American hard rock and heavy metal producer, mixer and engineer Mark Lewis has worked with bands including Bury Your Dead, Whitechapel, Battlecross, Cannibal Corpse Havok and Megadeth, and shows no sign of slowing down – recently completing mixes for death metal bands, Dying Fetus and 200 Stab wounds. Originally from the Southern Maryland area (via a stint in Orlando, Florida) he wound up being a go-to metal guy based out of Nashville, Tennessee. He explains why Megadeth’s Dave Mustaine didn’t like his re-mix of the band’s 1985’s Killing Is My Business... and Business Is Good! at first, and by how not trying to preserve the original was the best thing for it.
When people look at your heavy metal credits, they might be surprised to hear that you’re based in Nashville, the home of country music. How did you end up there while specialising in heavy rock and death metal?
I moved here about five and a half years ago. It’s probably the best town in the world to make records in. I tell people all the time that are thinking about moving here, firstly, if they're in audio, it's even better than New York or L.A.
Here, if something breaks, like if one of my old mics or preamps goes down, I have a replacement in 30 minutes. Whereas when I was in Orlando, if something broke it was either wait three days, or just find something different to replace it.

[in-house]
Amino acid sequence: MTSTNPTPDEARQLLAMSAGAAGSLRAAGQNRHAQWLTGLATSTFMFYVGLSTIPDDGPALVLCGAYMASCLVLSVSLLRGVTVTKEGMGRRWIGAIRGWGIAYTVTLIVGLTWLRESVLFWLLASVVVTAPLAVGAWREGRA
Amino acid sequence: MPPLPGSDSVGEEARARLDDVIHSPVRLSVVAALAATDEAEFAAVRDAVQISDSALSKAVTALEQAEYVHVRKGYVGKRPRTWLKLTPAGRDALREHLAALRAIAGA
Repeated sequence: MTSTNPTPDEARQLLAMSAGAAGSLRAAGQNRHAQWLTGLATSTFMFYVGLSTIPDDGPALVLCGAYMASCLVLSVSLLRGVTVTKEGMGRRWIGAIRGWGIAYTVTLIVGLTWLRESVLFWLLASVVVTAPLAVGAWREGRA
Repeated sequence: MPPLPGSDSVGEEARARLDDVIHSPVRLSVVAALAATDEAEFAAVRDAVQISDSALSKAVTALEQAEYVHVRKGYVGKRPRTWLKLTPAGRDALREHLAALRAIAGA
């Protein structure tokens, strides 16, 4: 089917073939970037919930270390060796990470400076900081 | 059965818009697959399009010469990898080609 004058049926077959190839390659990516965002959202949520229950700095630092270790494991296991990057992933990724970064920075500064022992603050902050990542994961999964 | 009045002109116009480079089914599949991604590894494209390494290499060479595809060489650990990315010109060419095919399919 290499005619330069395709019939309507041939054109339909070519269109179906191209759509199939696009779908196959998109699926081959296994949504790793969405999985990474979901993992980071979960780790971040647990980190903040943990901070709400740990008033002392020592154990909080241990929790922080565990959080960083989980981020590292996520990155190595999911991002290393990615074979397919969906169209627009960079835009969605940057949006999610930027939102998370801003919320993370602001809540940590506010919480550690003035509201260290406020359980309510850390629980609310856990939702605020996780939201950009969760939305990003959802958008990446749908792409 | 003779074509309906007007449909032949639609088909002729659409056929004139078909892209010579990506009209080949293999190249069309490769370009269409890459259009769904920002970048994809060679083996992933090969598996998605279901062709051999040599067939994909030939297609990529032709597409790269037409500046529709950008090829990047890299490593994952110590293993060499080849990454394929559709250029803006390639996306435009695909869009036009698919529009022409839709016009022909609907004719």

Every piece of gear in the world is here and everybody wants to help you. It's such a different vibe of work – the competition is just low. Maybe because I'm a metal guy in a country town!
As far as how I relate to Nashville, it's amazing how into heavy metal these people are. I meet a lot of country guys that play gigs here and they seem to almost seek me out. It's extremely flattering because they're like, ‘We love this stuff. We would love to do this for a living’. But I guess they like those cushy country gigs and I don't blame them. Long story short, the respect is really high for what we do here.
It's a great town for that and it's not what you would expect. I'm also seeing a lot of the pop and country guys cross over into the heavier stuff and they're hiring metal guys to play in their bands and they're making their shows heavier. It's not what I expected, for this stuff to be so pop culture, but here we are!